Martin filed this 42 U.S.C. § 1983 case against Defendants on January 24, 2012, alleging
various federal and state law claims arising from a December 15, 2010, encounter.1 (Docket # 1.)
Martin also sued a host of other state, county, and individual defendants as a result of the December 15,
2010, encounter, but those defendants were dismissed on March 29, 2013; only the three Defendants remain in the
case. (Docket # 21.)
Specifically, Martin claims that Defendants arrived at his residence in response to what appeared
to be a domestic dispute, entered his home without consent or a warrant, and then used excessive
force against him. (Docket # 1.)
On April 29, 2014, this Court set a deadline of May 30, 2014, for any amendments to the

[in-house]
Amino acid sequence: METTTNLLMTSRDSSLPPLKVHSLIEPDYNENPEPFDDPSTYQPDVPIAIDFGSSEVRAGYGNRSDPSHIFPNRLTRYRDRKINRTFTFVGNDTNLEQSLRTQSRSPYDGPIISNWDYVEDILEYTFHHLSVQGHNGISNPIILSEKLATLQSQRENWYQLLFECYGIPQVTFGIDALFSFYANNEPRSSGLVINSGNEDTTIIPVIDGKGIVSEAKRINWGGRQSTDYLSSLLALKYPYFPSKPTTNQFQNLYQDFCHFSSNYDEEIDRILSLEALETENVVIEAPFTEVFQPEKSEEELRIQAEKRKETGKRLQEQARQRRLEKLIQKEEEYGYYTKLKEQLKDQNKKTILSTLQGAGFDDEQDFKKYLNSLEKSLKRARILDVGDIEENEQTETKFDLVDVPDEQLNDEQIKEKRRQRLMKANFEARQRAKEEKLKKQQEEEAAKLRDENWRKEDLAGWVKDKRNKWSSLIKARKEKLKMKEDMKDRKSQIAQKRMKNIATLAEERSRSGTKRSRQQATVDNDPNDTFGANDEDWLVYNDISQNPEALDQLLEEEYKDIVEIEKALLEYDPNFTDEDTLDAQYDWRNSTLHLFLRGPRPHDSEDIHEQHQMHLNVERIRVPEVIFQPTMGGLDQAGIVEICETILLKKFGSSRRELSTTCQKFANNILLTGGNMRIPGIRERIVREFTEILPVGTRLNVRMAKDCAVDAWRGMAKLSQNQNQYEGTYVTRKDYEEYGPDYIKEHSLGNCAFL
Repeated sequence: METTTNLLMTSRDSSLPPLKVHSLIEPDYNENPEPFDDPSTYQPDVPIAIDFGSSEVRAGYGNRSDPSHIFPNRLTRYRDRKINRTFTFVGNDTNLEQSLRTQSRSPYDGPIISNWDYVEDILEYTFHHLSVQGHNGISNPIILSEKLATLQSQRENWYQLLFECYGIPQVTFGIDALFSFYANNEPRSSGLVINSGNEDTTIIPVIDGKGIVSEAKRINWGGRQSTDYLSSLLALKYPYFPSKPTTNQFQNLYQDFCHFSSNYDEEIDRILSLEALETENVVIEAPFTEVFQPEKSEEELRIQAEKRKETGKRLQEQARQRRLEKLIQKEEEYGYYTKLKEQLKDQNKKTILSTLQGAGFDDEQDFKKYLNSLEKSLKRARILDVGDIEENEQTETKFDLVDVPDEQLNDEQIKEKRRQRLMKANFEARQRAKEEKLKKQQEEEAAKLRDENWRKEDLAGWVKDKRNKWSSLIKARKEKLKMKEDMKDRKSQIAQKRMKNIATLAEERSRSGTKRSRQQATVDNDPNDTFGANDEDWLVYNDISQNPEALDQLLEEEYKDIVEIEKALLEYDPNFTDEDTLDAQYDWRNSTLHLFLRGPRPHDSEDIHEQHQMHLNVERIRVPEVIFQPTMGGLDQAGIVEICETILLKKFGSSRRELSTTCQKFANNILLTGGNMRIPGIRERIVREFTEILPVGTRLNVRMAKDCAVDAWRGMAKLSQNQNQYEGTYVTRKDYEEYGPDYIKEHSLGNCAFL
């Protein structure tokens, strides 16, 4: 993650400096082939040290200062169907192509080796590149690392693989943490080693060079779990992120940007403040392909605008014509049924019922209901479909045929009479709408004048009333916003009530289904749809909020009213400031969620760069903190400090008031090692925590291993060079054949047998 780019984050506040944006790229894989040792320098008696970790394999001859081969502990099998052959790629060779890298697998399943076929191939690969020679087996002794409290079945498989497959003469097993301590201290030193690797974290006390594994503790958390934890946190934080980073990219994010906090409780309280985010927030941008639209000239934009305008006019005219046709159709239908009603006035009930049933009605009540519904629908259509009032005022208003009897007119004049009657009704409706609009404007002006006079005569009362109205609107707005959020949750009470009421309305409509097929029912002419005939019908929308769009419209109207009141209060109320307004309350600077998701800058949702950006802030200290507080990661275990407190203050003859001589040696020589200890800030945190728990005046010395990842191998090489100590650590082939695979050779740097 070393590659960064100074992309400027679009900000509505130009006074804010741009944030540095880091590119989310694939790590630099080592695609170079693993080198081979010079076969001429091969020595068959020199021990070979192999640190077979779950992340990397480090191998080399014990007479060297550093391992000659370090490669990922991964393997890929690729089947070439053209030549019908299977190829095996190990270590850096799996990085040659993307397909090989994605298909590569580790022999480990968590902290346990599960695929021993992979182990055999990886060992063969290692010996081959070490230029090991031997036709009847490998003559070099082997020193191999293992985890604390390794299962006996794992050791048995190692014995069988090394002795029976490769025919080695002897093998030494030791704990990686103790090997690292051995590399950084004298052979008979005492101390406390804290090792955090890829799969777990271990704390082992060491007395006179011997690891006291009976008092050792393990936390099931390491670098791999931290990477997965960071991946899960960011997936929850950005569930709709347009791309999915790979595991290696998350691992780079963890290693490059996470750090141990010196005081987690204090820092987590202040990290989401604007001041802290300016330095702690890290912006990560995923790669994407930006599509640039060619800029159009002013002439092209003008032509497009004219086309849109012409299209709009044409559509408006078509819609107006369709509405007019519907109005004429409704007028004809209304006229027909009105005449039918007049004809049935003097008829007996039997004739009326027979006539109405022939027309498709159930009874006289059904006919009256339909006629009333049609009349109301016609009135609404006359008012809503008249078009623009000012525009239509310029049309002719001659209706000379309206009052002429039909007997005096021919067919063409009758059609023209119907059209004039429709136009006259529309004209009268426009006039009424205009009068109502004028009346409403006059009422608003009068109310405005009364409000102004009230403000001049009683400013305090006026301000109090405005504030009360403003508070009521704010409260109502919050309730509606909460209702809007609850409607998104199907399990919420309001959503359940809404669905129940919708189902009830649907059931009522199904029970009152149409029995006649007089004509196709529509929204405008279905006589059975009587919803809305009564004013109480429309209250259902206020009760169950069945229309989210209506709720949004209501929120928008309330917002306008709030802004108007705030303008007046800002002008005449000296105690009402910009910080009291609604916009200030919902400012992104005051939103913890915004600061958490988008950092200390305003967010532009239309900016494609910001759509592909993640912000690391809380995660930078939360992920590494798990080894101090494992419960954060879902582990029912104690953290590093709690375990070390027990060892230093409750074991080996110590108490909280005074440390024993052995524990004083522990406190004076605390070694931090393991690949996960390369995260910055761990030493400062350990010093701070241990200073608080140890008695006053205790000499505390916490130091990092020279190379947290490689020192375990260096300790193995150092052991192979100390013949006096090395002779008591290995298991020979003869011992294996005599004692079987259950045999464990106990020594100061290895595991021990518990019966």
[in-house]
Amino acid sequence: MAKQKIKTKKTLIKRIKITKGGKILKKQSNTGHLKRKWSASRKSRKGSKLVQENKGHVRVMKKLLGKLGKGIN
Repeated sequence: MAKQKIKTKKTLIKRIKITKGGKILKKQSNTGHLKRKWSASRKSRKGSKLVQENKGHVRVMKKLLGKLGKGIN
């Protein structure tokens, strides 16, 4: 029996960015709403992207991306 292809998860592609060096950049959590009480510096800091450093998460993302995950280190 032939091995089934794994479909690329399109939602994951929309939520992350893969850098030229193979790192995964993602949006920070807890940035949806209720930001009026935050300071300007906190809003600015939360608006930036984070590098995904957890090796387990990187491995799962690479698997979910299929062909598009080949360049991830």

pleadings, and a deadline of August 29, 2014, for the completion of all discovery. (Docket # 31.)
Not long thereafter, the Court set a deadline of September 29, 2014, for the filing of any
dispositive motions. (Docket # 36.)
On May 7, 2014, Defendants filed a motion for leave to take Martin’s deposition on June
18, 2014 (Docket # 34); this Court granted the motion (Docket #37). Defendants mailed the
notice of deposition to Martin at the Allen County Jail that same day. (Docket # 39.)
On June 26, 2014, Defendants filed a second motion for leave to take Martin’s
deposition, explaining that although Martin appeared for the June 18th deposition, he indicated
he did not want to answer any questions until he had an attorney to represent him; accordingly,
Defendants agreed to reschedule the deposition for August. (Docket # 41.) The Court granted
Defendants’ second motion to take Martin’s deposition, which was set for August 1, 2014.
(Docket 42.) On June 30, 2014, Defendants mailed the notice of deposition to Martin at the